“We’ve just been through so much in this city,” she said, referring to the ongoing crime that blights the streets and the January murder of Tyre Nichols by a squad of Memphis police officers. “The Grizzlies and Ja have been nice things to hang onto. But this now.
Her speech became halting.
In case you haven’t been paying attention, Morant’s reputation has been damaged over the past few months, and the Colorado controversy was the most recent slip-up.
Verbal altercations between some Indiana players and Morant’s father and a friend disrupted a tense February game between the Grizzlies and the Pacers. Following, there was a claim that someone in Morant’s car pointed a red laser at the Pacers bus, possibly from a gun.
In-depth accounts of a run-in with a security guard at a Memphis mall and a brawl with a teenager during a pickup game at Morant’s house were published in The Washington Post. The fight stopped when Morant left and returned with a gun, the adolescent informed the police. Morant refuted the charge and informed the authorities that the child yelled the following threat as he rushed away: “I’m going to come back and light this place up like fireworks.”
Of course, none of this is good. Normalizing hostility with weapons is not the message being sent. Not in the best interest of Morant, his team, or the NBA.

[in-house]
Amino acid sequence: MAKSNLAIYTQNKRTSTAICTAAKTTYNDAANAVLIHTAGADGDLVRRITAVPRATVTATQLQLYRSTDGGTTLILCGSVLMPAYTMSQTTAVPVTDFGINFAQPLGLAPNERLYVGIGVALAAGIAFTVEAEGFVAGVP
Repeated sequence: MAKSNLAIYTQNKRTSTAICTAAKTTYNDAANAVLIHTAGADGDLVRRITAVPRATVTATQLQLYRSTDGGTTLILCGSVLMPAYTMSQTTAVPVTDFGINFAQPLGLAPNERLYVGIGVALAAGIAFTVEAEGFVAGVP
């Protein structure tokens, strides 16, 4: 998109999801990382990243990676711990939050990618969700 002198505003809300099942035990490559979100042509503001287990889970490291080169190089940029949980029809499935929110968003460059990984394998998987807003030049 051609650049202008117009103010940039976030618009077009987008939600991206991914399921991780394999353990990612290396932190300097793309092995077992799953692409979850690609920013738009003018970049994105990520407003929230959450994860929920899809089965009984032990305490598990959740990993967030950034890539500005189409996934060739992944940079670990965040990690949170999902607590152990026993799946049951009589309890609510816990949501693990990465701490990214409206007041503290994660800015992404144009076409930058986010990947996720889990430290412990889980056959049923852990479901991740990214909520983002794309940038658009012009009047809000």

In a written apology last week, Morant stated, “I’m going to take some time away to get help and work on learning better methods of dealing with stress and my overall well-being.”
I shivered when I thought about this essay and the wounds that violence has left on my extended family. I thought back to my time spent as a city reporter investigating some of the most impoverished neighborhoods in America. I’ve seen more than my fair share of bodies with bullet wounds, and I’ve spoken with more than my fair share of grieving families. I witnessed a man who shot and killed a housewife and a store owner be executed at San Quentin.
I have a deep personal rage against anyone who shamelessly flashes a gun.
When I was looking for details regarding Morant, I got in touch with the Rev. Earle Fisher of the Abyssinian Baptist Church in Memphis. We discussed how some people have criticized Morant in the worst ways possible. He is now referred to be a thug and worse in some circles.